Monday, June 17, 2024

Soft Plastics Taskforce lays out path to restore soft plastic recycling

The Soft Plastics Taskforce has released a ‘Roadmap to Restart’, outlining the steps needed to launch a new supermarket soft plastic collection scheme, and the current state of play in the Australian recycling industry.

The Taskforce, made up of major supermarket retailers ALDI, Coles and Woolworths, has been tasked with developing an interim solution to restore community access to soft plastic recycling following the suspension of the REDcycle program.

Under the current plan, an initial in-store collection pilot is anticipated to launch in select stores in late 2023 – provided that REDcycle’s existing soft plastic stockpiles can be cleared prior. The new program would then be gradually rolled out nationally next year.

“While the Taskforce is working to launch in-store collections urgently, it is severely constrained by Australia’s limited access to domestic soft plastic recycling which can manage the “mixed polymer” soft plastics that are deposited by the public in supermarket collection bins,” according to a statement released by the Soft Plastics Taskforce.

“At present, it would not be possible to recycle the volume of household soft plastics collected in a supermarket program using domestic infrastructure. Accordingly, the Taskforce has plotted out the projected gradual increase in Australian soft plastic recycling capacity over the next year, as new operators launch, and existing processors expand.”

From late 2023, the Taskforce will meet the newly available processing capacity with a staged re-introduction of in-store collections so that the volume of incoming household soft plastics does not exceed the amount that can be recycled – as occurred with REDcycle.

A spokesperson for the Taskforce said: “For the vast majority of Australian households, the only avenue to recycle their soft plastic waste has been through the REDcycle bins available at Coles and Woolworths supermarkets.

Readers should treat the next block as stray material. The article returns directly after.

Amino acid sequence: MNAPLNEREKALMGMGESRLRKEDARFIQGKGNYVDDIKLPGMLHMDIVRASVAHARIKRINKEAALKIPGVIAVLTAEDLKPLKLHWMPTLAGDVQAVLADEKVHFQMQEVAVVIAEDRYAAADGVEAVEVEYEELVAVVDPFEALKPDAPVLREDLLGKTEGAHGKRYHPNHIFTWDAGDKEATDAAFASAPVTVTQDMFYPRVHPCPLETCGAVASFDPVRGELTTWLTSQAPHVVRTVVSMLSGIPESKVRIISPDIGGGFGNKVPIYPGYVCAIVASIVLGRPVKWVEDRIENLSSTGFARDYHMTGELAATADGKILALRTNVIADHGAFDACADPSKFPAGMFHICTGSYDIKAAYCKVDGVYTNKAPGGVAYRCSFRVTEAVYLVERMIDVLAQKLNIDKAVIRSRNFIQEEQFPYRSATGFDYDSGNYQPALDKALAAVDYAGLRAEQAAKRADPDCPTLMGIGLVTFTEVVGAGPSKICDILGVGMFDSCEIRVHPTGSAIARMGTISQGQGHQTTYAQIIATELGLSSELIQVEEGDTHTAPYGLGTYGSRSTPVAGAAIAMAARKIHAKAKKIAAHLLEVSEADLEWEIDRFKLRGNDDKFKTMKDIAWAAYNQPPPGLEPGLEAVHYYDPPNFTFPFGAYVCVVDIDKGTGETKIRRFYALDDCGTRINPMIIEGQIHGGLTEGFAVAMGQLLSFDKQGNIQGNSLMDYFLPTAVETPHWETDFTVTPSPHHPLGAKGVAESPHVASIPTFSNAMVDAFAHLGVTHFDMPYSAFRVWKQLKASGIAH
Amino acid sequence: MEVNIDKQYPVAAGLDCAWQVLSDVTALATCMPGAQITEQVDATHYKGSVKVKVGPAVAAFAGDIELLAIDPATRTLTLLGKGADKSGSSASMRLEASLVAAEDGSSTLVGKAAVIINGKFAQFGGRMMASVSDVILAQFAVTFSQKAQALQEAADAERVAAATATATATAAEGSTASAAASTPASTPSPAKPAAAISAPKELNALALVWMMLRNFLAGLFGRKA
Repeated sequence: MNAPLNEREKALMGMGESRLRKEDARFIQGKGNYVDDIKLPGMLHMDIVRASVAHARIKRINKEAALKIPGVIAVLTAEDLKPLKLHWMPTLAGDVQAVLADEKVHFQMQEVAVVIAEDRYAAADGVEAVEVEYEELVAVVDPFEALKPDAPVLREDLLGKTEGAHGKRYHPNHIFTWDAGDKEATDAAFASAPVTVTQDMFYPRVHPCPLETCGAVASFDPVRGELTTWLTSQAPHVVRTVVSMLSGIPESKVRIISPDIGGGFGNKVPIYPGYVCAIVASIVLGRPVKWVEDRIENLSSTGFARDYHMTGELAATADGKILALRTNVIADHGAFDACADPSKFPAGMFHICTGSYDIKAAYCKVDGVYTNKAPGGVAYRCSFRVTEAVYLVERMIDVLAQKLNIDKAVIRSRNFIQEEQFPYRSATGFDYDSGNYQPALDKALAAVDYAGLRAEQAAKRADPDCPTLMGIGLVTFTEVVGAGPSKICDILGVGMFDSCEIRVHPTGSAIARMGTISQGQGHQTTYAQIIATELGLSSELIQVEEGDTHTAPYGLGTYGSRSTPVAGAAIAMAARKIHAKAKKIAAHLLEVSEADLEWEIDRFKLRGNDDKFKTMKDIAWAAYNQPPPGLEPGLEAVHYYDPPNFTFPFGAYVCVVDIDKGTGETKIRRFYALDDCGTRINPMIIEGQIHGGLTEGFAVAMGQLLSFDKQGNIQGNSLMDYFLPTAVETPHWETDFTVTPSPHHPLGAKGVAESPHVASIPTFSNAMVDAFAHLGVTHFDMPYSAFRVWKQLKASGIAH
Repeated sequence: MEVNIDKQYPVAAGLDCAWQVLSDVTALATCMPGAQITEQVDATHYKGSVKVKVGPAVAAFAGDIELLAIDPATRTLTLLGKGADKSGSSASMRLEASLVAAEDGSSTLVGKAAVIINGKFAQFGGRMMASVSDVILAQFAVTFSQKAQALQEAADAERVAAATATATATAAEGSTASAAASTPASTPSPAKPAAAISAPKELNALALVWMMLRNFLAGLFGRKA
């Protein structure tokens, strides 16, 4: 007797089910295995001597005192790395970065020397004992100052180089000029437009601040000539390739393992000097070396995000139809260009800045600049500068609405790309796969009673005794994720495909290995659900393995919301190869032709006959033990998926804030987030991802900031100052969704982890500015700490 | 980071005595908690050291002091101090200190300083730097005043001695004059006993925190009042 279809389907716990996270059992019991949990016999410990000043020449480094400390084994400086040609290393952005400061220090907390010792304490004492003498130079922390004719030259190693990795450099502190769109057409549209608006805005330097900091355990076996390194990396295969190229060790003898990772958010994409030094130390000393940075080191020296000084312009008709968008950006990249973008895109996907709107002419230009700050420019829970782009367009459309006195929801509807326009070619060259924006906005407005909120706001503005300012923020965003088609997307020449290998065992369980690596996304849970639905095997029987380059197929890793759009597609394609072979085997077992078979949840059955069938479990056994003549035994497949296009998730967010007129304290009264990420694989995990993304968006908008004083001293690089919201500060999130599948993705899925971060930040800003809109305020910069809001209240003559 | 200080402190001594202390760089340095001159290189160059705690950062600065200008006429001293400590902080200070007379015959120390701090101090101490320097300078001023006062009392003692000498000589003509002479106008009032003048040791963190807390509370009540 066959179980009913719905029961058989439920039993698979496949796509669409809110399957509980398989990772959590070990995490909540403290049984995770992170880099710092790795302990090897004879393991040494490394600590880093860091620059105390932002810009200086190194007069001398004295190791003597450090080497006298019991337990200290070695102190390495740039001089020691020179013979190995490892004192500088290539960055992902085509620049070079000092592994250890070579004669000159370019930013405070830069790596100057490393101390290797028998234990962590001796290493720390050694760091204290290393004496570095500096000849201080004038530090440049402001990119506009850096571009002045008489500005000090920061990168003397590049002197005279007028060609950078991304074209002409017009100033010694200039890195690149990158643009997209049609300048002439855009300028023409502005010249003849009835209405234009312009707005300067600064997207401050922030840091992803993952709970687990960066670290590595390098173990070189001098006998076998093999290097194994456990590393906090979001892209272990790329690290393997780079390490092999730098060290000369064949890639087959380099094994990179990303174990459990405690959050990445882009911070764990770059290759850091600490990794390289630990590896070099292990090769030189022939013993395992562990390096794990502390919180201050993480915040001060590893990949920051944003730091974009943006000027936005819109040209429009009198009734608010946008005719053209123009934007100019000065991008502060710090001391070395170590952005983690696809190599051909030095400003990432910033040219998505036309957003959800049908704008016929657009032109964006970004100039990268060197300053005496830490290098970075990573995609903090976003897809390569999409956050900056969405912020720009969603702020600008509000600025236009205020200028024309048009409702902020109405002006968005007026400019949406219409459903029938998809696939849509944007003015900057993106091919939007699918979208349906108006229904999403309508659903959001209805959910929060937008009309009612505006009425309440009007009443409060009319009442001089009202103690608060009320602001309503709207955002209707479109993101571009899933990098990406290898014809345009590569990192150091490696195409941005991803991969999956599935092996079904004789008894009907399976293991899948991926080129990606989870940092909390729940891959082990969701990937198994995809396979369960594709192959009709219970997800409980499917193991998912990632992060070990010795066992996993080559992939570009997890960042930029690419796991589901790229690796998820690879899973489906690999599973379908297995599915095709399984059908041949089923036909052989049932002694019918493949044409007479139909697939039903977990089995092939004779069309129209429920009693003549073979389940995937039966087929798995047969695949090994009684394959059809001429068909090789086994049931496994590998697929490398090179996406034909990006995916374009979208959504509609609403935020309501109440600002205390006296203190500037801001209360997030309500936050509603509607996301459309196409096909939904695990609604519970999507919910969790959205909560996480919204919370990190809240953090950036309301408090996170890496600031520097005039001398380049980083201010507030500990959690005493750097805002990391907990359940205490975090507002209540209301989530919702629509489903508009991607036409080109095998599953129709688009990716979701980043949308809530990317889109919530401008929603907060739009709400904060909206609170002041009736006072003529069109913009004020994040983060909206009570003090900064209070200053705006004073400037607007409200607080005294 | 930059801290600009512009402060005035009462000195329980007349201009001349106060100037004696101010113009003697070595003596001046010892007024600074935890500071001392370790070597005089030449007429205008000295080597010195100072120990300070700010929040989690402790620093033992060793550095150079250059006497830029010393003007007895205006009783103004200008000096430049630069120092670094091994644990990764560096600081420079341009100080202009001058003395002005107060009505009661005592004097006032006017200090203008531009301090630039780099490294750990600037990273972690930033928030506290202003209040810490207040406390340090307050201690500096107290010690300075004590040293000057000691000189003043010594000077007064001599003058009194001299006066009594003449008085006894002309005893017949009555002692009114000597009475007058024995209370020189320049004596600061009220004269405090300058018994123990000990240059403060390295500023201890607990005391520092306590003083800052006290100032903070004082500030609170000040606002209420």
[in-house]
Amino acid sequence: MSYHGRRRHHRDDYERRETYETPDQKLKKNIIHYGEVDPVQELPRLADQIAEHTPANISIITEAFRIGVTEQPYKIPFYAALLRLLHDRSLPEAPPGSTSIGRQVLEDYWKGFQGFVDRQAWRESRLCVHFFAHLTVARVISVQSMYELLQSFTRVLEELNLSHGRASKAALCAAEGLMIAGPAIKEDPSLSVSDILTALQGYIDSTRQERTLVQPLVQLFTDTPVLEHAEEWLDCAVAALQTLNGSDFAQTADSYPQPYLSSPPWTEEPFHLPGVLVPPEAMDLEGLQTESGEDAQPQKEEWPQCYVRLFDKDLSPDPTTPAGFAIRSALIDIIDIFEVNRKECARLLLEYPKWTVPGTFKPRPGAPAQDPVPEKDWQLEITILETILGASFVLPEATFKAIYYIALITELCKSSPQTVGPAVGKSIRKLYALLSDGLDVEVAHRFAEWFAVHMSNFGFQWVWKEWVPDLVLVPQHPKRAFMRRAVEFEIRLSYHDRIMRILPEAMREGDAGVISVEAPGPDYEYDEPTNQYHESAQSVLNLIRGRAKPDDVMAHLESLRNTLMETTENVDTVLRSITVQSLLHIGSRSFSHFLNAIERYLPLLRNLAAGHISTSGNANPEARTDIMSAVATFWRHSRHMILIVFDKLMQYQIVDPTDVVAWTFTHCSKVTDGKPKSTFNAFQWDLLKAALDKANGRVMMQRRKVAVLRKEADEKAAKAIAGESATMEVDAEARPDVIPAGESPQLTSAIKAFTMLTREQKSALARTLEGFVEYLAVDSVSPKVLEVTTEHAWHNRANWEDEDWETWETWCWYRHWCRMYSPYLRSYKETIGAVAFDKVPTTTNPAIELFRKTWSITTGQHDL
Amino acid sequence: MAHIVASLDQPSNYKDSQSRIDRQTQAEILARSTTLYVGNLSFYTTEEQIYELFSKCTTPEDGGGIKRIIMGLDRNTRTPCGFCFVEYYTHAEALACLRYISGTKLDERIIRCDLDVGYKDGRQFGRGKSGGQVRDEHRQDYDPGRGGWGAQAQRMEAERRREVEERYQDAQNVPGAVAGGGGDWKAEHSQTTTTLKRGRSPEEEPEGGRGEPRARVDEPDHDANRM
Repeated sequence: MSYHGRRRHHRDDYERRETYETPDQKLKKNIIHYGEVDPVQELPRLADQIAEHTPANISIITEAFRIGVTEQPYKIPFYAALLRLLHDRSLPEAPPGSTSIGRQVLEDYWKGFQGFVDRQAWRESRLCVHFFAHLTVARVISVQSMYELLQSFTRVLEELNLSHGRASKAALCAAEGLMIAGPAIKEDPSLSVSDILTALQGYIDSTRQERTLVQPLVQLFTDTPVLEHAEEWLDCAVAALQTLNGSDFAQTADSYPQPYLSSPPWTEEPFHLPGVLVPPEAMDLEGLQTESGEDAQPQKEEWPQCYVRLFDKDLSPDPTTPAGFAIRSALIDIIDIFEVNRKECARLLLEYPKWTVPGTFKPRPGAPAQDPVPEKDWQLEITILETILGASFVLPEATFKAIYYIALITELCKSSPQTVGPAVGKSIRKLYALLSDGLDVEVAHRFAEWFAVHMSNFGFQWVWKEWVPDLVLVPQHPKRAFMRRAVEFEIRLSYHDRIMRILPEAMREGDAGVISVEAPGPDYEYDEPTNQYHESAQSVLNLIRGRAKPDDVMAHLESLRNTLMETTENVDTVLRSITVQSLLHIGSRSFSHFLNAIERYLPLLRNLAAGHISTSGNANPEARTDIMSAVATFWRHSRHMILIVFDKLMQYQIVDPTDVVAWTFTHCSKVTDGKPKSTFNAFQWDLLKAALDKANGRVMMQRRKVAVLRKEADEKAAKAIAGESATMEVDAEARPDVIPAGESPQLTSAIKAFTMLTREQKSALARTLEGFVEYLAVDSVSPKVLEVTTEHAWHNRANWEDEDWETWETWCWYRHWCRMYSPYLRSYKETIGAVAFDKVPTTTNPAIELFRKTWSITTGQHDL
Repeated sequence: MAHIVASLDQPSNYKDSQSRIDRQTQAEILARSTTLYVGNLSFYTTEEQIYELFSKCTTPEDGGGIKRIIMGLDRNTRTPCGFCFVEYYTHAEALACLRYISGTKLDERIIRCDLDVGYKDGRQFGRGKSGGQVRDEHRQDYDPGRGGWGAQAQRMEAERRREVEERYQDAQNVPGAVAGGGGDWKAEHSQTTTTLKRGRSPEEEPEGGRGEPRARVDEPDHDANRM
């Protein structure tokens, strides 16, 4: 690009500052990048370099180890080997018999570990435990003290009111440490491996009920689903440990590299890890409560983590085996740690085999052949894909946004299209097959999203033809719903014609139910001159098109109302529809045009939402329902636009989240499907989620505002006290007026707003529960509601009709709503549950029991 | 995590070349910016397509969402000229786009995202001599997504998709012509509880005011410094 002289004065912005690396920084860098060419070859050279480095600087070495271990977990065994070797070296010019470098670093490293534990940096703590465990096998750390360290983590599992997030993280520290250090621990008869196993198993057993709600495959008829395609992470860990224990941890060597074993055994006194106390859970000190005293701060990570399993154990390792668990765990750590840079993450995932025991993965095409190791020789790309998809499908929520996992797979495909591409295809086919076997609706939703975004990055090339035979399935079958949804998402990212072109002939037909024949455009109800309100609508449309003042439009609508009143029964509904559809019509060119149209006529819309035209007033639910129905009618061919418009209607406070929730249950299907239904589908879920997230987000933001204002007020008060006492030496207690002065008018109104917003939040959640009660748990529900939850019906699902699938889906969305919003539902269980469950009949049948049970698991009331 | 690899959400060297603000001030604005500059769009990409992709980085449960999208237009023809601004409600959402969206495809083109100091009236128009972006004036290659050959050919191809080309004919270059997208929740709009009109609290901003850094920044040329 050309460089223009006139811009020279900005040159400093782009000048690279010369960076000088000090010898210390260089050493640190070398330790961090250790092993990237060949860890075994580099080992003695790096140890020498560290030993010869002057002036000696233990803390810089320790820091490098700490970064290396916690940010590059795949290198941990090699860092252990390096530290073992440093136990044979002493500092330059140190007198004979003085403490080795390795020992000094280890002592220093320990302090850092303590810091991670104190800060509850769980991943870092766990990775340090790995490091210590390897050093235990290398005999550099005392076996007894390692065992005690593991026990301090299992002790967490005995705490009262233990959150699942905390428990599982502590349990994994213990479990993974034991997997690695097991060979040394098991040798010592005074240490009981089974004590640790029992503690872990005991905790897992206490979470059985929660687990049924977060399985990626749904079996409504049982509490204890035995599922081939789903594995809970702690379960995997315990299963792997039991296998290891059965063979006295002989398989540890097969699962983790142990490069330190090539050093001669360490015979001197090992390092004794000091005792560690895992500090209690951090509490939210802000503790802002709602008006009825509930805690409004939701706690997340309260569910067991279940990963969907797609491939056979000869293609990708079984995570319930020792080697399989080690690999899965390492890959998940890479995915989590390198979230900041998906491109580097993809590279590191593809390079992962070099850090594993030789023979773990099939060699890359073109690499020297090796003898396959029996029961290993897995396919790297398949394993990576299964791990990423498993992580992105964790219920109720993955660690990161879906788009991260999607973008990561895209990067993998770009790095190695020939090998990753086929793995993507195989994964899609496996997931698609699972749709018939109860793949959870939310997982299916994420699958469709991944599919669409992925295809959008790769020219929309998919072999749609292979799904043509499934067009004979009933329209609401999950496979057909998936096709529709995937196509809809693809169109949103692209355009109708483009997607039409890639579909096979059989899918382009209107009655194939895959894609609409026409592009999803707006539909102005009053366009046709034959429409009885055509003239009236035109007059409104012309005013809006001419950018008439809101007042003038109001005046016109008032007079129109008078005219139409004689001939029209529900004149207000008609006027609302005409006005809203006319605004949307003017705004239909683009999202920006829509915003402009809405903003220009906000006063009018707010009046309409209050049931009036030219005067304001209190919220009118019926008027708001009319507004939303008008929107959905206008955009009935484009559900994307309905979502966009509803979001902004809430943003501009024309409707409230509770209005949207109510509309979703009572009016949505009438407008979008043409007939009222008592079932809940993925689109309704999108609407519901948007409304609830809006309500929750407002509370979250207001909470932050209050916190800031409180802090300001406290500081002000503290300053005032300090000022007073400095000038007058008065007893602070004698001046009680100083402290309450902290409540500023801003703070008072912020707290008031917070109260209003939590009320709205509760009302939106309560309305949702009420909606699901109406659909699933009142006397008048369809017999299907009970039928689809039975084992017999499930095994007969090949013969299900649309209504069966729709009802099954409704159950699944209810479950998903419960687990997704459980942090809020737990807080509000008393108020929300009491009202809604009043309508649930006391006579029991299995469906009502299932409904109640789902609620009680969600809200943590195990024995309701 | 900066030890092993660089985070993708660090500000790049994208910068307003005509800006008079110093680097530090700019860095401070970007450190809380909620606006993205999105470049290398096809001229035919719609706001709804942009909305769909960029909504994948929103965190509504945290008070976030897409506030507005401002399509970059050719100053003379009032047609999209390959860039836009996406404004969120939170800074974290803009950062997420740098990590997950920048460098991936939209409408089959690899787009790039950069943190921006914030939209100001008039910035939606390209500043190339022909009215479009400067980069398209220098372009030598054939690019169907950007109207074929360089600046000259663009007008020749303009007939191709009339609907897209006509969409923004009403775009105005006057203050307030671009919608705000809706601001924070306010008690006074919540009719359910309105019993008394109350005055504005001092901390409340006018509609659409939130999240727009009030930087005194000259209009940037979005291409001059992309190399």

“Restoring public trust in soft plastic recycling is paramount, and the Taskforce will reintroduce soft plastic collections when it can be confident that it will be properly recycled. We owe it to consumers to get this right.

“The best way to accelerate nationwide access to soft plastic recycling is through continued investment in recycling facilities to bring forward existing plans to expand domestic capacity.

“We thank the Department of Environment, the Minister for Environment and Water Tanya Plibersek, and industry for their support. We look forward to their continued contribution as we design this stepping stone towards a circular economy for soft plastic,” the spokesperson said.

The current timeline to launch an in-store collection pilot by late 2023 is contingent on the ability to clear REDcycle’s existing stockpiles of soft plastic, which Coles and Woolworths have recently been granted control of.

Should new domestic processing capacity be taken up by the estimated 12,000 tonnes of stockpiled material for at least a year, the recommencement of in-store collections will be delayed. Accordingly, Coles and Woolworths intend to work through options to export the stockpiles to trusted recycling facilities overseas with the necessary transparency, traceability and government approvals. This would allow access to advanced recycling beyond Australia’s existing domestic capabilities.

Over the coming months, the Taskforce hopes to engage other retailers, e-commerce platforms and consumer brands that generate soft plastics to contribute to the development of the new in-store collection program.